How to Exclude People When Making a Will

By Beverly Bird

Most states will not allow you to exclude your spouse from your will. According to the American Bar Association, this stems from the days when wives had no source of financial support except their husbands, and were left destitute without an inheritance. Some states, such as Louisiana and Florida, will not even allow you to disinherit your child. When you exclude anyone who would normally be an heir under your state’s law, it is considered “negative intent.” Consult an attorney to make sure you include the proper wording in your will to prevent your excluded heir from contesting it.

Step 1

Include provisions for every possible asset in your will. If you omit anything, your disinherited heir can claim that you died partially intestate, or with an incomplete will, and can make a claim that the property omitted should pass according to your state’s laws of succession. If she is in line to receive a portion of your estate as an heir, she might then get a piece of anything you omitted even if it was your intention to leave her nothing.

Step 2

State specifically that you are leaving nothing to the person you want to exclude. Don’t just omit mentioning them, warns the American Bar Association. If it is your intention to exclude your child and your state allows that, it may be best to leave them a token amount.

Protect your loved ones. Start My Estate Plan

Step 3

Add an “in terrorum,” or no-contest, clause indicating that if the person you excluded contests your will and loses that contest, then he receives nothing. This is usually only effective, however, if you are not excluding someone completely. It may be best to leave him just enough to make him think twice about risking its loss if he loses the contest.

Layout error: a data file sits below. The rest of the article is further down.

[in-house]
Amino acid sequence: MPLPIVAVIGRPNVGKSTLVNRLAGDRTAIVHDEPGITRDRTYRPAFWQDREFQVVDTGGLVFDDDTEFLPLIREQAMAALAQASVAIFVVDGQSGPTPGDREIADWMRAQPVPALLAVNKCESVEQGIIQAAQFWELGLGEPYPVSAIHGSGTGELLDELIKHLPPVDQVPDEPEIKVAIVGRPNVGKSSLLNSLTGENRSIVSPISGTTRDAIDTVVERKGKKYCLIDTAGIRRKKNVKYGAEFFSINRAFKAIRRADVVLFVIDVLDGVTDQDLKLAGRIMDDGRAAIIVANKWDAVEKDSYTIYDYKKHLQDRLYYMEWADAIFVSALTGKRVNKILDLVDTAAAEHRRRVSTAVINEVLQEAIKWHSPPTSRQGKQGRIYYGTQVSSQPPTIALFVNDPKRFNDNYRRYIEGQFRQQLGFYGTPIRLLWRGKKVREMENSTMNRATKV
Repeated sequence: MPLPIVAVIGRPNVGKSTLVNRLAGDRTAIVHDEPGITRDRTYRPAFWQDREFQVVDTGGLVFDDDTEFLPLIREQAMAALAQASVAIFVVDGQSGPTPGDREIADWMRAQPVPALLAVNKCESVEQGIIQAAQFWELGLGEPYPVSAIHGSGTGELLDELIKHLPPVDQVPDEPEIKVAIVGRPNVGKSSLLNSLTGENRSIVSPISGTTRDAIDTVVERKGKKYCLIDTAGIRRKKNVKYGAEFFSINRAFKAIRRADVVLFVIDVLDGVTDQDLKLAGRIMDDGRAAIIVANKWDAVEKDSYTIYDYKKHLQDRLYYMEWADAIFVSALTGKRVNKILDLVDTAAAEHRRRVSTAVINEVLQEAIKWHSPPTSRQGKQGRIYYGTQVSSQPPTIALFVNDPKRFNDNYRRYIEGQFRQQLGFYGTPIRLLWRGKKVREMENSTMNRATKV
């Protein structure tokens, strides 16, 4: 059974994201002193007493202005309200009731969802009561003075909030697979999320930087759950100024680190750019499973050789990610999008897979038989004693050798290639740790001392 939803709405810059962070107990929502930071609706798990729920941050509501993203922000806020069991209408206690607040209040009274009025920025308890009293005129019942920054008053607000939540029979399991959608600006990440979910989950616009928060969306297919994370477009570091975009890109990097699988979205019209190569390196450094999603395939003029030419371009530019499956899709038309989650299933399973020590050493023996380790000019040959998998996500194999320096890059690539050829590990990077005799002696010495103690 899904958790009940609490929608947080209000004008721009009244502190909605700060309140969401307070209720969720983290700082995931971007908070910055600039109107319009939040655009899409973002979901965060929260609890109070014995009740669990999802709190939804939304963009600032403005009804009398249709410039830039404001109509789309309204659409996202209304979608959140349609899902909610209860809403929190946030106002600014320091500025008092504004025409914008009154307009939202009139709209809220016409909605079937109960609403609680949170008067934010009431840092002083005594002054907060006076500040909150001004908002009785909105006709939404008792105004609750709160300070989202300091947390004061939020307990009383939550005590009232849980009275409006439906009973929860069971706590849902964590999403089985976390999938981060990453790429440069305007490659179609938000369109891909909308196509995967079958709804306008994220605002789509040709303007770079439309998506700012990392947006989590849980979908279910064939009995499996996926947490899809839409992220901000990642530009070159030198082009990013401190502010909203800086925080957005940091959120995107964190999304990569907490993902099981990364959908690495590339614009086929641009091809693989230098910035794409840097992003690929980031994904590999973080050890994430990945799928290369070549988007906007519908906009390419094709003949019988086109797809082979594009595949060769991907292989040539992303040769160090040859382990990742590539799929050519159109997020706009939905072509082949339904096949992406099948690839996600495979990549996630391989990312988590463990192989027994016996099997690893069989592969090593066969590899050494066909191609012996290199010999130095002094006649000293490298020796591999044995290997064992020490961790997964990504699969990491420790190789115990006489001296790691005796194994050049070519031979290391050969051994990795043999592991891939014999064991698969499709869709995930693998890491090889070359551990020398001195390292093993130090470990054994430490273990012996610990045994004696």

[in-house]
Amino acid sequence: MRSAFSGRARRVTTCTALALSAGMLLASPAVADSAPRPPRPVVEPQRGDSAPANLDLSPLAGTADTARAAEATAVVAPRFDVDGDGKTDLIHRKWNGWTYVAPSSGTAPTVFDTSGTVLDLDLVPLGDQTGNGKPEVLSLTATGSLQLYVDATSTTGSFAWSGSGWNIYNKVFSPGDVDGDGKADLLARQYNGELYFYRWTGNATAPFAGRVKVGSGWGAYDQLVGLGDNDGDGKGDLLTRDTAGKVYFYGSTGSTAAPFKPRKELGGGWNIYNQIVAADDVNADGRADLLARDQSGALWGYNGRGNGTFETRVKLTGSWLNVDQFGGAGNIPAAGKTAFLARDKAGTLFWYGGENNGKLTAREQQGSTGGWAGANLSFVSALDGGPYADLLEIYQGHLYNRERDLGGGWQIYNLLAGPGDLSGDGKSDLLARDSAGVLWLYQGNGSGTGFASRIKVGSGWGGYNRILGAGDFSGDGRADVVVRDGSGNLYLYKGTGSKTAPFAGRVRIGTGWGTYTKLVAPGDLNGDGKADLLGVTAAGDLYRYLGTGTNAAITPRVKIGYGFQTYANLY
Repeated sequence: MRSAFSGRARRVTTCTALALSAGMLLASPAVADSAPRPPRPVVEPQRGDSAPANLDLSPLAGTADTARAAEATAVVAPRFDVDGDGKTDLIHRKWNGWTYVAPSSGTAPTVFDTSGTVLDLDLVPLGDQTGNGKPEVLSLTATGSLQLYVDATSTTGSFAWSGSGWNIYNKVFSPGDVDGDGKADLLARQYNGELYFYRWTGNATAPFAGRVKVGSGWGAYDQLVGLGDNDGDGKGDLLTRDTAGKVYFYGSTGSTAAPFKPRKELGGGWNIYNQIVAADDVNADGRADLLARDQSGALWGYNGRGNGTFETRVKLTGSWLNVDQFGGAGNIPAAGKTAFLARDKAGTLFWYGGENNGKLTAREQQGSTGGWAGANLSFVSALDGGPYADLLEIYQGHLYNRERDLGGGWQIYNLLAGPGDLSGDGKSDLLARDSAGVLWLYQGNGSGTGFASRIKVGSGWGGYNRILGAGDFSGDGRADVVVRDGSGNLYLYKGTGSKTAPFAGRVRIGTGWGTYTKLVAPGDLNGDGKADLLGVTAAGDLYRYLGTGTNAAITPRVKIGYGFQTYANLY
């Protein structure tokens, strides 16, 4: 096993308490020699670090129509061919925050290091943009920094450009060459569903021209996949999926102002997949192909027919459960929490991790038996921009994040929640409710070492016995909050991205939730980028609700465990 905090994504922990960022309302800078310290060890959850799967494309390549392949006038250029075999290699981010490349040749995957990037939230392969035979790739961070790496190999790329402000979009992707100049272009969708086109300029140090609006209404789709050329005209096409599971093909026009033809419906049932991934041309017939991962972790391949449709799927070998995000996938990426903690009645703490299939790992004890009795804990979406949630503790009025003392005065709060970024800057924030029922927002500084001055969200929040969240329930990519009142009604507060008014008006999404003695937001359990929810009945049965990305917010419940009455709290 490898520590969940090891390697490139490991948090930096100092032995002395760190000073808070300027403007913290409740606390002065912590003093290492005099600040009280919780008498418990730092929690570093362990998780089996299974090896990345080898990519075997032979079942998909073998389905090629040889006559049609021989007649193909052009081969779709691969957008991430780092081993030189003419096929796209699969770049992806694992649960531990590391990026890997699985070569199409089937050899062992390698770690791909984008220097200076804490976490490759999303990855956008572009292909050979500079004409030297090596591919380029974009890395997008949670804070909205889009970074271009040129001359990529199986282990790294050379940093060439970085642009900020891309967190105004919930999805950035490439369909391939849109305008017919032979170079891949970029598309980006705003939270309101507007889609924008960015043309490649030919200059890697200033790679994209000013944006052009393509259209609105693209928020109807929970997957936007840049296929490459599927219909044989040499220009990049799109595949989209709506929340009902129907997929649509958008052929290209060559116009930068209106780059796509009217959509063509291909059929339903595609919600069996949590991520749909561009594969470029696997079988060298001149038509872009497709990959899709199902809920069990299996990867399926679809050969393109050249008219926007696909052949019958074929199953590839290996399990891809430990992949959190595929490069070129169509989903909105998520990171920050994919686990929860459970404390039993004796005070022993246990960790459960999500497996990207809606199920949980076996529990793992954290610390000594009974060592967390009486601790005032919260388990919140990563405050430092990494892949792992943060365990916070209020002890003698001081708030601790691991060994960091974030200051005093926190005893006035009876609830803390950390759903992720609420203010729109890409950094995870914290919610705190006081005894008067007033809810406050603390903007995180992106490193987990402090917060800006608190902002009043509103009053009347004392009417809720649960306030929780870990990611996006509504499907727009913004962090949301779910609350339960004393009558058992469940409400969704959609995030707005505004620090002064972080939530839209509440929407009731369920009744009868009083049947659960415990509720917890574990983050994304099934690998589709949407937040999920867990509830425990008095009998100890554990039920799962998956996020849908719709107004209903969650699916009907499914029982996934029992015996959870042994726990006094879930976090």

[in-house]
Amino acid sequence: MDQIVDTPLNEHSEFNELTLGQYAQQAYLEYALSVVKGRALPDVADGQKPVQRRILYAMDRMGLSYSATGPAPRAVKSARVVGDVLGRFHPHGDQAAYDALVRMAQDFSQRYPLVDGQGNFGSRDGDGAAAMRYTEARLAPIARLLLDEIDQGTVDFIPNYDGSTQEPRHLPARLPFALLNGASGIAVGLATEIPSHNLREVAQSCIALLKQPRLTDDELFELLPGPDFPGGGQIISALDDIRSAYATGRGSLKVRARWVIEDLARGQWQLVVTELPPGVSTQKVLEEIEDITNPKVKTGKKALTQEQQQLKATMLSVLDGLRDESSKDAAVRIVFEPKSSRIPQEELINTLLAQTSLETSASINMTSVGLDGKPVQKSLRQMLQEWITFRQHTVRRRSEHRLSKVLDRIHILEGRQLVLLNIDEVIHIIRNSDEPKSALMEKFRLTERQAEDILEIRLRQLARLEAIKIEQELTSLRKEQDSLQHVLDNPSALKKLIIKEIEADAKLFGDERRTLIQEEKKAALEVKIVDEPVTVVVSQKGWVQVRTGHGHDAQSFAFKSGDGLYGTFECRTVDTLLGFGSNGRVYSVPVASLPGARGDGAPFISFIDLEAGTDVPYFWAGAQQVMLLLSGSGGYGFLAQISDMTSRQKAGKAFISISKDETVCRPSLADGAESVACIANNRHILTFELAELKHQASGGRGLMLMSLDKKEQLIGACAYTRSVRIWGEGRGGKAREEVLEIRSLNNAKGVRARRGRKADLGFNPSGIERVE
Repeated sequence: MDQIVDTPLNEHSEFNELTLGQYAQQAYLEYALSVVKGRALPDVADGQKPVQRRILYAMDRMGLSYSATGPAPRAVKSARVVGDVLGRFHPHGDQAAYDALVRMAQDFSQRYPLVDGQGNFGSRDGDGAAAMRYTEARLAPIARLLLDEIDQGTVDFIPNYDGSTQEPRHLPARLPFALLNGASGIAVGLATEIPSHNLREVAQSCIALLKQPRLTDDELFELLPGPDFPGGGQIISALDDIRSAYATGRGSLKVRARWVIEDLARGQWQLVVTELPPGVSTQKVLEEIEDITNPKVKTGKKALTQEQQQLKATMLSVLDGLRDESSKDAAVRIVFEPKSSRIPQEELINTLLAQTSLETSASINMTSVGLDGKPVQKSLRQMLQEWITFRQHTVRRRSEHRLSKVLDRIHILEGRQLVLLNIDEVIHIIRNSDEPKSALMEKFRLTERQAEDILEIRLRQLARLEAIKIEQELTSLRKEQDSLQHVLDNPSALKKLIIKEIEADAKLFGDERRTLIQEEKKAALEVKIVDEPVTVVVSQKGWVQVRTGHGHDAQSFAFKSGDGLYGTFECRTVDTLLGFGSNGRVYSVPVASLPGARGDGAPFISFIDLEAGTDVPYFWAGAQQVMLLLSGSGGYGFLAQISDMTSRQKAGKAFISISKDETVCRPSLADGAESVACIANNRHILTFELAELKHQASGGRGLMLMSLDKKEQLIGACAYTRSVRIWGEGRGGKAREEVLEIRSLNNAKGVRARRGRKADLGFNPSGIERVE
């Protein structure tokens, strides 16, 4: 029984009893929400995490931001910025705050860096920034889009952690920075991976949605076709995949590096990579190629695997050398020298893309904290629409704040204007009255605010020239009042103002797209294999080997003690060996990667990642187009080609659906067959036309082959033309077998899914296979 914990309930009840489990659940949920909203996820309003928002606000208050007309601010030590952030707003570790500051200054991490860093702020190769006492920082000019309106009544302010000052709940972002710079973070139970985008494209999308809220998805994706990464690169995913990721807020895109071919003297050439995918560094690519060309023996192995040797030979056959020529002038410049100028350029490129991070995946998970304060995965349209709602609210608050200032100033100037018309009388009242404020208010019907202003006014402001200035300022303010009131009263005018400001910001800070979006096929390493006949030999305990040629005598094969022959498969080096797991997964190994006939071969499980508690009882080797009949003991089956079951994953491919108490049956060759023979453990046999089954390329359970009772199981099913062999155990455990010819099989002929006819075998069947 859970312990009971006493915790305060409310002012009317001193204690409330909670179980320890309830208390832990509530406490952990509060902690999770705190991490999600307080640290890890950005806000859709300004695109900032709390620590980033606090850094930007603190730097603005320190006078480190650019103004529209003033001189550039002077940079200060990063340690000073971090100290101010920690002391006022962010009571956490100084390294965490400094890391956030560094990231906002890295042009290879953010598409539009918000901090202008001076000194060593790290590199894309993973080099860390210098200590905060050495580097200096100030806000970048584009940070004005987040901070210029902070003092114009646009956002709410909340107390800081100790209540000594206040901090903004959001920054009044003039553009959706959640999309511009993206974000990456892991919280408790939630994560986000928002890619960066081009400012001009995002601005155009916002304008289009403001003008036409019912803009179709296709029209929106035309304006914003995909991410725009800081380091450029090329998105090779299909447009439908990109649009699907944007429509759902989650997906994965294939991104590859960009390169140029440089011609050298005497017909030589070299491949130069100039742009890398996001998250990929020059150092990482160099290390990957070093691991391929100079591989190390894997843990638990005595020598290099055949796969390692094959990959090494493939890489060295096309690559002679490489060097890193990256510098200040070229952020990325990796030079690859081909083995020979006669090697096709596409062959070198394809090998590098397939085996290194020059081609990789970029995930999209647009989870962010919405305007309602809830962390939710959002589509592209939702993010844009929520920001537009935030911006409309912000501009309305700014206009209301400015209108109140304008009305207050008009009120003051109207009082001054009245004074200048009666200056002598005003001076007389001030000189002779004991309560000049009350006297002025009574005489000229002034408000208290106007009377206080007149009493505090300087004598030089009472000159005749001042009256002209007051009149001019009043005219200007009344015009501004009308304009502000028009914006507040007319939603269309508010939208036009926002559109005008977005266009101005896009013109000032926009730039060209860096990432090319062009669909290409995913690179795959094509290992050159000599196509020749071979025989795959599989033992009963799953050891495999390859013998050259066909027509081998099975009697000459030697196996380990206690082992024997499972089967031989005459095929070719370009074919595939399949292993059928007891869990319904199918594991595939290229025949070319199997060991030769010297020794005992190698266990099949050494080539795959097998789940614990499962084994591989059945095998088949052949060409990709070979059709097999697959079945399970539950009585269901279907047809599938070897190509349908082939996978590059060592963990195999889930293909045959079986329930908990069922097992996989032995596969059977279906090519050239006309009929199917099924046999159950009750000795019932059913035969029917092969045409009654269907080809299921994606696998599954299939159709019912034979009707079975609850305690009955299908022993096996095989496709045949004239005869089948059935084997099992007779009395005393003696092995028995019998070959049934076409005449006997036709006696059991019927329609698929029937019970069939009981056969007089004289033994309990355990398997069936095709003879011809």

Step 4

Write a separate letter or statement giving your reasons for excluding the person you want to omit, and append it to your will. You can also back up your will with a videotape or digital recording explaining your reasons, but make sure you appear sharp and concise when you make it, and have witnesses present.

Step 5

Safeguard against any claims that you are medically or mentally incompetent at the time you’re making your will by having a qualified professional present when you sign it, such as your doctor. You can also have your doctor make a notarized statement that you are competent, and attach that to your will.

Protect your loved ones. Start My Estate Plan
How to Draft a Will With a No-Contest Clause


Related articles

Is There a Desertion Divorce Law in Mississippi?

Mississippi law permits spouses to obtain a divorce based on desertion, but only under certain circumstances. If your spouse leaves you without your consent, you may feel deserted, but to obtain a divorce based on his desertion, you must be able to prove your spouse’s behavior was "willful, continued and obstinate."

Who Are Heirs to a Last Will & Testament?

The term “heir” is often confused with “beneficiary” when, in fact, definitions of the two differ. Heirs are individuals who inherit from an estate because they are family members of the deceased, not because they were named as a beneficiary in the deceased’s will. In fact, the deceased may not have left a will at all.

Wills in Oregon

Each state has unique laws governing estates and wills. In Oregon, you can disinherit anyone except your spouse. If you disinherit your child, however, speak to an attorney to make sure you clearly state that in your will, as you cannot disinherit a child by omission: Oregon law presumes you forgot to mention a child who is not in your will, and may award the child a share of your estate equal to that which your other children receive.

LegalZoom. Legal help is here. Start Here. Wills. Trusts. Attorney help. Wills & Trusts

Related articles

What Is the New Jersey Law Regarding Children Left Out of Wills?

Not all states allow you to intentionally disinherit your child, but New Jersey does, according to an article by ...

State Laws on Wills

While all states have their own legislation regarding wills, the laws tend to be similar in most jurisdictions. For ...

How to Remove a Name From a Last Will & Testament

There may come a time for various reasons that you decide to remove a devisee or beneficiary from your Last Will and ...

How to Prevent Someone From Contesting a Will

A contest to your will may drag out the legal proceedings for your estate, deplete the inheritance you left for your ...

Browse by category
Ready to Begin? GET STARTED